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    #1

    "I was like"

    Hi,

    Is saying "I was like...", "He was like...." and etc instead of "I said", "He said" a typical American thing or are they universal in all English-spoken countries?
    It seems to me that teenagers and youngsters use that more often, am I right?


    Thank you
    Last edited by LeTyan; 23-Dec-2013 at 05:00.

  1. MikeNewYork's Avatar
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    #2

    Re: "I was like"

    Quote Originally Posted by LeTyan View Post
    Hi,

    Is saying "I was like...", "He was like...." and etc instead of "I said", "He said" a typical American thing or are they universal in all English-spoken countries?
    It seems to me that teenagers and youngsters use that more often, am I right?


    Thank you
    Unfortunately, it is common in the US.

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    #3

    Re: "I was like"

    It's common in the UK, too.

  2. MikeNewYork's Avatar
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    #4

    Re: "I was like"

    Quote Originally Posted by Rover_KE View Post
    It's common in the UK, too.

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    #5

    Re: "I was like"

    not a teacher

    It's like really common here, too.

  3. Barb_D's Avatar
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    #6

    Re: "I was like"

    In the US, we use it to introduce both what was said (actual or paraphrased) and what was felt. Is it the same in the UK?

    And I was all like "Oh no you don't" and managed to say calmly "I don't think you should do that" but inside I was all like "I'm gonna kick his a** if he does that!"

    And he was like all pissed off about it! And I'm like, where does he get off being mad when he's the one who acted like a jerk? So I'm like "Look, you've gone out with your friends every Friday for the last month, so you have no business getting all up in arms when I say that next Sunday I'm going out with the girls."
    I'm not a teacher, but I write for a living. Please don't ask me about 2nd conditionals, but I'm a safe bet for what reads well in (American) English.

  4. Boris Tatarenko's Avatar
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    #7

    Re: "I was like"

    When I'm reading such examples I'm starting to figure out that my English is not prepared to live in the US.
    By the way, we have the same contruction in Russian. A lot of people, who have a limited vocabulary, use it.


    After ten minutes of struggling with Barb_D's message I got the meaning!
    Last edited by Boris Tatarenko; 23-Dec-2013 at 15:46. Reason: got it.
    Please, correct all my mistakes. I should know English perfectly and if you show me my mistakes I will achieve my dream a little bit faster. A lot of thanks.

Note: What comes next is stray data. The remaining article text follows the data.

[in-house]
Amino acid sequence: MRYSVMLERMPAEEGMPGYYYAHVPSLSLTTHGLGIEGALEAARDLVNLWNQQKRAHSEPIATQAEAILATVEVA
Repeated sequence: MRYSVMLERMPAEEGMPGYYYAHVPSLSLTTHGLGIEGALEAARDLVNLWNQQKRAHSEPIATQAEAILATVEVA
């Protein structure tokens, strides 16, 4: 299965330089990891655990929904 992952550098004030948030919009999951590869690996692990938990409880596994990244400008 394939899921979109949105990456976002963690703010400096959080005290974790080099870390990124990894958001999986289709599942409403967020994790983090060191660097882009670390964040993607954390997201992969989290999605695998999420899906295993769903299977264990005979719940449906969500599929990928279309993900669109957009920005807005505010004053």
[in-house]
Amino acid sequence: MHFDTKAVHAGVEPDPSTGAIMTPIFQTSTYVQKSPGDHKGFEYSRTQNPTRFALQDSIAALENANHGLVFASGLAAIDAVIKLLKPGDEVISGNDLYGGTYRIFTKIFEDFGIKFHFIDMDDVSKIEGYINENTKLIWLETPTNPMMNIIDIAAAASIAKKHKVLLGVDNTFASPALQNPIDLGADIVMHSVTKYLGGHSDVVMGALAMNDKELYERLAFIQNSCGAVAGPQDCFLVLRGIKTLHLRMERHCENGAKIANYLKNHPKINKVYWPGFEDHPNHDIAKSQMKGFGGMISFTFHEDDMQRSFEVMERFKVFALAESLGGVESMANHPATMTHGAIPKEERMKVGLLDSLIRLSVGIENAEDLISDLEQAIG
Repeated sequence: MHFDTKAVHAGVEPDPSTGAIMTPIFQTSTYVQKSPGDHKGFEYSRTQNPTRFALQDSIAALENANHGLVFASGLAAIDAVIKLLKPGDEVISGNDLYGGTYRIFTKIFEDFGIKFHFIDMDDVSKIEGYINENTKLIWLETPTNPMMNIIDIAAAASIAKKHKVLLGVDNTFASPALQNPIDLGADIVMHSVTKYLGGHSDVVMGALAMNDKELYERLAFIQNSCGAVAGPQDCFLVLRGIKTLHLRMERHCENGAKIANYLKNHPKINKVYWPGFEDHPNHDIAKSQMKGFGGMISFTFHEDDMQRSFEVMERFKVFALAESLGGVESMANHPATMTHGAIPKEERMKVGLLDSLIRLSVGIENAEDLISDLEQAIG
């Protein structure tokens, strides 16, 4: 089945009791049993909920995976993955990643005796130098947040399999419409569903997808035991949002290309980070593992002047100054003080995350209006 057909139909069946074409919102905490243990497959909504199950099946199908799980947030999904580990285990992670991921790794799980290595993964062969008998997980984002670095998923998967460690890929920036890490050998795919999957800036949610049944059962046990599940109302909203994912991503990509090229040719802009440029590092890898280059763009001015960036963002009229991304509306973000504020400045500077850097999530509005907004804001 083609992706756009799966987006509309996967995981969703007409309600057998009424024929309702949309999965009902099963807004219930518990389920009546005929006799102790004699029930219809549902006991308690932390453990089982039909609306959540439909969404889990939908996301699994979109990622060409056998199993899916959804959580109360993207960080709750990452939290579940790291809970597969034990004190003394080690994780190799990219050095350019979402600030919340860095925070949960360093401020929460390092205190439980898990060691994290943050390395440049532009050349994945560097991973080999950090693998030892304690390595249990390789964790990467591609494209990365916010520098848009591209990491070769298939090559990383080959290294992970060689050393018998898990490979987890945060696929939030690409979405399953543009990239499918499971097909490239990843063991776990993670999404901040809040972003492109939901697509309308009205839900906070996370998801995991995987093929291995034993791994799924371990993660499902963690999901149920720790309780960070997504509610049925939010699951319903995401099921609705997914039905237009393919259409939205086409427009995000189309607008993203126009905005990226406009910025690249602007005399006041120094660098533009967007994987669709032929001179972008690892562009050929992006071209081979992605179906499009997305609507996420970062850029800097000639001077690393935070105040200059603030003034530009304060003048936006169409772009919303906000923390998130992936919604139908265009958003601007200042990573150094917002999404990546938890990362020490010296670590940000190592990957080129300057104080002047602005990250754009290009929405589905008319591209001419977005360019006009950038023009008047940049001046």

Not a teacher nor a native speaker.

  5. tzfujimino's Avatar
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    #8

    Re: "I was like"

    Quote Originally Posted by Boris Tatarenko View Post
    When I'm reading such examples I'm starting to figure out that my English is not prepared (I'd say "not good enough", but probably, the following "to live..." doesn't work.) to live in the US.
    By the way, we have the same construction in Russian. A lot of people, who have a limited vocabulary, use it. (I'd delete the commas.)


    After ten minutes of struggling with Barb_D's message I got the meaning!
    Hello.
    Like you, Boris, I sometimes find it difficult to follow when native speakers say things like Barb's example. (I know it's natural English, though.)
    The speaker in Barb's example is obviously not in his/her usual calm state of mind. Thus he/she, I imagine, might be speaking faster than usual, which makes it more difficlut for non-native speakers to follow.
    Last edited by tzfujimino; 23-Dec-2013 at 17:33.

  6. Barb_D's Avatar
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    #9

    Re: "I was like"

    That's very perceptive to realize it's often used when we are upset. Or at least surprised. I'm sorry to say it's very typical usage.
    I'm not a teacher, but I write for a living. Please don't ask me about 2nd conditionals, but I'm a safe bet for what reads well in (American) English.

  7. MikeNewYork's Avatar
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    #10

    Re: "I was like"

    Quote Originally Posted by Boris Tatarenko View Post
    When I'm reading such examples I'm starting to figure out that my English is not prepared to live in the US.
    By the way, we have the same contruction in Russian. A lot of people, who have a limited vocabulary, use it.


    After ten minutes of struggling with Barb_D's message I got the meaning!
    Not all Americans speak that way. I don't and I doubt that Barb does.

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